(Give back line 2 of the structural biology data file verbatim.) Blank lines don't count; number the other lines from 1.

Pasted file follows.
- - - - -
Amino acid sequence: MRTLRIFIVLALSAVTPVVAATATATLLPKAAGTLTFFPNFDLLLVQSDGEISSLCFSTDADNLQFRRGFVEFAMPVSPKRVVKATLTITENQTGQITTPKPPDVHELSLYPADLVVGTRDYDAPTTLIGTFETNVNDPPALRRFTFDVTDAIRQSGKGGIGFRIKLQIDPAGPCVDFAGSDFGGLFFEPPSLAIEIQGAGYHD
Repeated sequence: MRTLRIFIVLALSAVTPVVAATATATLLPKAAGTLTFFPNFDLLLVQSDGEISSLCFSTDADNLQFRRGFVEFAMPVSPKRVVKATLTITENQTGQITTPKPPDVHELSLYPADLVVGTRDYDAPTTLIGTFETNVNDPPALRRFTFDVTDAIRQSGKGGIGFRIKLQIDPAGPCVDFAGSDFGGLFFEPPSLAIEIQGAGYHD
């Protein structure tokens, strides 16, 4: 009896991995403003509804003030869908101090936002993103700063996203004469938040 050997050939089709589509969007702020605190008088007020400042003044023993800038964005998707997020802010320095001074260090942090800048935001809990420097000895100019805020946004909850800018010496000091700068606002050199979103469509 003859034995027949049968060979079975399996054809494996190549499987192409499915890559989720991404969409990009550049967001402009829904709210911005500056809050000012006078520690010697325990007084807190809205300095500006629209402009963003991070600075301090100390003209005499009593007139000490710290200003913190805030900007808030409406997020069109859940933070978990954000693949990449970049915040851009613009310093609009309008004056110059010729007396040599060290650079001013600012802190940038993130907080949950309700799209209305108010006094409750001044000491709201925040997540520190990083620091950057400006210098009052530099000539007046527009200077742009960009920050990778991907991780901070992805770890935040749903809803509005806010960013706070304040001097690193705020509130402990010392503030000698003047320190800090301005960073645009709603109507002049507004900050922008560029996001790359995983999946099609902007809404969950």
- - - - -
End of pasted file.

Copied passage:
Repeated sequence: MRTLRIFIVLALSAVTPVVAATATATLLPKAAGTLTFFPNFDLLLVQSDGEISSLCFSTDADNLQFRRGFVEFAMPVSPKRVVKATLTITENQTGQITTPKPPDVHELSLYPADLVVGTRDYDAPTTLIGTFETNVNDPPALRRFTFDVTDAIRQSGKGGIGFRIKLQIDPAGPCVDFAGSDFGGLFFEPPSLAIEIQGAGYHD